Further to the point, the use of the term cultural capital in the title is of considerable significance for the objectives and outcomes of our examination. We aspire to evoke explicitly Pierre Bourdieu’s concept, as it provides a crucial mode of understanding not only the general mechanisms of cultural ← 6 | 7 → reception, but also the differential, and in certain respects modernising, function of the Russian paradigm in the cultural space of early twentieth-century Britain. When analysing the configuration of this paradigm within the framework of the British cultural context, we try to go deeper than the simple binaries of the literary and artistic impact, and focus on the conceptual avenues through which the idea of ‘the exotic other’ was appropriated and internalised in the artistic world of the British authors. The intention is to go into such areas of fictional and poetic creation that may generate other configurations of and perspectives on the notion of ‘the real’, and to expand the boundaries of one’s own familiar self. By taking such a multi-faceted analytical approach to the study of Russian reception in Britain, the book aims not only at placing it in line with the current state of pan-European debate on early twentieth-century culture, but also at casting new light on the British perceptions of modernism, as a transcultural artistic movement, and the ways in which the literary interaction with the myth of Russia shaped and deepened these cultural views.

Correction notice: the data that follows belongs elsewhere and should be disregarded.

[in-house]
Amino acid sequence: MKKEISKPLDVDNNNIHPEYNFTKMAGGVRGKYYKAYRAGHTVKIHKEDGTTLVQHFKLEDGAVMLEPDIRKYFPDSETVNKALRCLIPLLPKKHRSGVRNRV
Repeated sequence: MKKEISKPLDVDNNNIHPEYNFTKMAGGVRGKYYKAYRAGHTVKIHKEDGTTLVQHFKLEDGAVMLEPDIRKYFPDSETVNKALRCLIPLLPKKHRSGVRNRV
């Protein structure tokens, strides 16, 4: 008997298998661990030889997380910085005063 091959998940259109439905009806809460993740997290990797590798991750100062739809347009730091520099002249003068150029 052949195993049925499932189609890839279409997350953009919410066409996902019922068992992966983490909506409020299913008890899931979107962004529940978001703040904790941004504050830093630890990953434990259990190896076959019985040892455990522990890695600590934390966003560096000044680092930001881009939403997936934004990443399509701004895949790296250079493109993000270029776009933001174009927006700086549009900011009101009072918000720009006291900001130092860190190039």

Part II: ‘Prose and verse have been regulated by the same caprice that cuts our coats and cocks our hats’9
- XIV, 338
- ISBN (PDF)
- ISBN (ePUB)
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- Open Access
- Publication date
- 2017 (April)
- British literature Russophilia Modernism Anglo-Russian connections
- Oxford, Bern, Berlin, Bruxelles, Frankfurt am Main, New York, Wien, 2017. XIV, 338 pp., 8 b/w ill., 2 fig.